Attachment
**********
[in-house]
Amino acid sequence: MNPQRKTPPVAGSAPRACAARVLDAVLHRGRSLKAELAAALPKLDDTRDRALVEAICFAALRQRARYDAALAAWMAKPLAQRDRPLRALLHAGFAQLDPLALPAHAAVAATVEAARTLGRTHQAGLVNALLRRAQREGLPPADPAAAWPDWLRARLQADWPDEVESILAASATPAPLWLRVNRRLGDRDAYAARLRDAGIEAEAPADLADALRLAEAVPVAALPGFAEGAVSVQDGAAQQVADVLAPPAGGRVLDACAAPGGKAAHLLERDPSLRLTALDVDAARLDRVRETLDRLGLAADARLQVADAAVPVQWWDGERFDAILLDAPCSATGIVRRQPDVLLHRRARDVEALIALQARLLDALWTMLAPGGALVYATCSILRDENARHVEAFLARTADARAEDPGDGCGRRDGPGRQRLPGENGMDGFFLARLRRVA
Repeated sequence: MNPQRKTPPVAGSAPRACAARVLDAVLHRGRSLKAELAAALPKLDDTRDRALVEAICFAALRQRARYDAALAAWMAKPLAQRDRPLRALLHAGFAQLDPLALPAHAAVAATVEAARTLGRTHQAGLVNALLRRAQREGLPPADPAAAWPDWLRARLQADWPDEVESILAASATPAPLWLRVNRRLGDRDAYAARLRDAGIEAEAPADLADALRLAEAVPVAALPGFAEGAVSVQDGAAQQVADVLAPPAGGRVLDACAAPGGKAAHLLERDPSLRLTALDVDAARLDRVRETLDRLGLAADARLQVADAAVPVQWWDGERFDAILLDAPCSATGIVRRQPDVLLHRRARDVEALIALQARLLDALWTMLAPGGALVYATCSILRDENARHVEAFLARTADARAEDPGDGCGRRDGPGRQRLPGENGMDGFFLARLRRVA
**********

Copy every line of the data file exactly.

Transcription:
[in-house]
Amino acid sequence: MNPQRKTPPVAGSAPRACAARVLDAVLHRGRSLKAELAAALPKLDDTRDRALVEAICFAALRQRARYDAALAAWMAKPLAQRDRPLRALLHAGFAQLDPLALPAHAAVAATVEAARTLGRTHQAGLVNALLRRAQREGLPPADPAAAWPDWLRARLQADWPDEVESILAASATPAPLWLRVNRRLGDRDAYAARLRDAGIEAEAPADLADALRLAEAVPVAALPGFAEGAVSVQDGAAQQVADVLAPPAGGRVLDACAAPGGKAAHLLERDPSLRLTALDVDAARLDRVRETLDRLGLAADARLQVADAAVPVQWWDGERFDAILLDAPCSATGIVRRQPDVLLHRRARDVEALIALQARLLDALWTMLAPGGALVYATCSILRDENARHVEAFLARTADARAEDPGDGCGRRDGPGRQRLPGENGMDGFFLARLRRVA
Repeated sequence: MNPQRKTPPVAGSAPRACAARVLDAVLHRGRSLKAELAAALPKLDDTRDRALVEAICFAALRQRARYDAALAAWMAKPLAQRDRPLRALLHAGFAQLDPLALPAHAAVAATVEAARTLGRTHQAGLVNALLRRAQREGLPPADPAAAWPDWLRARLQADWPDEVESILAASATPAPLWLRVNRRLGDRDAYAARLRDAGIEAEAPADLADALRLAEAVPVAALPGFAEGAVSVQDGAAQQVADVLAPPAGGRVLDACAAPGGKAAHLLERDPSLRLTALDVDAARLDRVRETLDRLGLAADARLQVADAAVPVQWWDGERFDAILLDAPCSATGIVRRQPDVLLHRRARDVEALIALQARLLDALWTMLAPGGALVYATCSILRDENARHVEAFLARTADARAEDPGDGCGRRDGPGRQRLPGENGMDGFFLARLRRVA